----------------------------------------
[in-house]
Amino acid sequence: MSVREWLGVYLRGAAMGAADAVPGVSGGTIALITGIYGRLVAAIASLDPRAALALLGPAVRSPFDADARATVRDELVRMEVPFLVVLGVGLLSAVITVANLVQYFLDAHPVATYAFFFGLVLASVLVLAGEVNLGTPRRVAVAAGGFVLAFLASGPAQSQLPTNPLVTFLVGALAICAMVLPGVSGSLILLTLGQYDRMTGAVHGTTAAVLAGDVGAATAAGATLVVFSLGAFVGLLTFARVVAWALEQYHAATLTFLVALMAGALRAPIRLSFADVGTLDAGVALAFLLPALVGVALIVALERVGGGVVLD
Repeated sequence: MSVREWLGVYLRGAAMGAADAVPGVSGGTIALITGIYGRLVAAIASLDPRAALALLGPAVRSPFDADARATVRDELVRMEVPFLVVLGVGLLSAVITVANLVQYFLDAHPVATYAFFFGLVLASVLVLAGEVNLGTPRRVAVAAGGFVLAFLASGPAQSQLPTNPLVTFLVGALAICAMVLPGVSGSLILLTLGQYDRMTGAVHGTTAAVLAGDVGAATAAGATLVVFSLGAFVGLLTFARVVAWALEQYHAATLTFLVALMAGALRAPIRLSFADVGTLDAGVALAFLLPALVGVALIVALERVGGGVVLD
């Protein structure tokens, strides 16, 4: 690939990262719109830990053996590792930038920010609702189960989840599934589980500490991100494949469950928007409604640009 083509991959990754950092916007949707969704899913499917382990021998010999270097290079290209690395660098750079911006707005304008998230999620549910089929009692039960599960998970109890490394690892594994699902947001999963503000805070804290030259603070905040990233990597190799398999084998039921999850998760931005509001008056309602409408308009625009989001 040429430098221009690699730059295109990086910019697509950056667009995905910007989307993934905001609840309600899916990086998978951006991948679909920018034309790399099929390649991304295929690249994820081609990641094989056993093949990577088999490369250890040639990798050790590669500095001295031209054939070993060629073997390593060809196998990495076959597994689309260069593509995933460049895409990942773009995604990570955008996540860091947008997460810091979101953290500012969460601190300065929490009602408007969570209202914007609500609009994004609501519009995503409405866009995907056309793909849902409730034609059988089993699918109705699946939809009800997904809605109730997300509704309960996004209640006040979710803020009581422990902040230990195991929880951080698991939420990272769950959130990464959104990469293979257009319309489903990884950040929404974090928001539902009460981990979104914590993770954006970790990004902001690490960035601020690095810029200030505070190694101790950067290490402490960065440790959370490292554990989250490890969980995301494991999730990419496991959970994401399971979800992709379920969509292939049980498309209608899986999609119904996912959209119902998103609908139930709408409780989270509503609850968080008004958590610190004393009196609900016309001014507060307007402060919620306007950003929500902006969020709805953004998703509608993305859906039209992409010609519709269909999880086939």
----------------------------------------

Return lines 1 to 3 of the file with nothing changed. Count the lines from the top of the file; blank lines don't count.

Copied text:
[in-house]
Amino acid sequence: MSVREWLGVYLRGAAMGAADAVPGVSGGTIALITGIYGRLVAAIASLDPRAALALLGPAVRSPFDADARATVRDELVRMEVPFLVVLGVGLLSAVITVANLVQYFLDAHPVATYAFFFGLVLASVLVLAGEVNLGTPRRVAVAAGGFVLAFLASGPAQSQLPTNPLVTFLVGALAICAMVLPGVSGSLILLTLGQYDRMTGAVHGTTAAVLAGDVGAATAAGATLVVFSLGAFVGLLTFARVVAWALEQYHAATLTFLVALMAGALRAPIRLSFADVGTLDAGVALAFLLPALVGVALIVALERVGGGVVLD
Repeated sequence: MSVREWLGVYLRGAAMGAADAVPGVSGGTIALITGIYGRLVAAIASLDPRAALALLGPAVRSPFDADARATVRDELVRMEVPFLVVLGVGLLSAVITVANLVQYFLDAHPVATYAFFFGLVLASVLVLAGEVNLGTPRRVAVAAGGFVLAFLASGPAQSQLPTNPLVTFLVGALAICAMVLPGVSGSLILLTLGQYDRMTGAVHGTTAAVLAGDVGAATAAGATLVVFSLGAFVGLLTFARVVAWALEQYHAATLTFLVALMAGALRAPIRLSFADVGTLDAGVALAFLLPALVGVALIVALERVGGGVVLD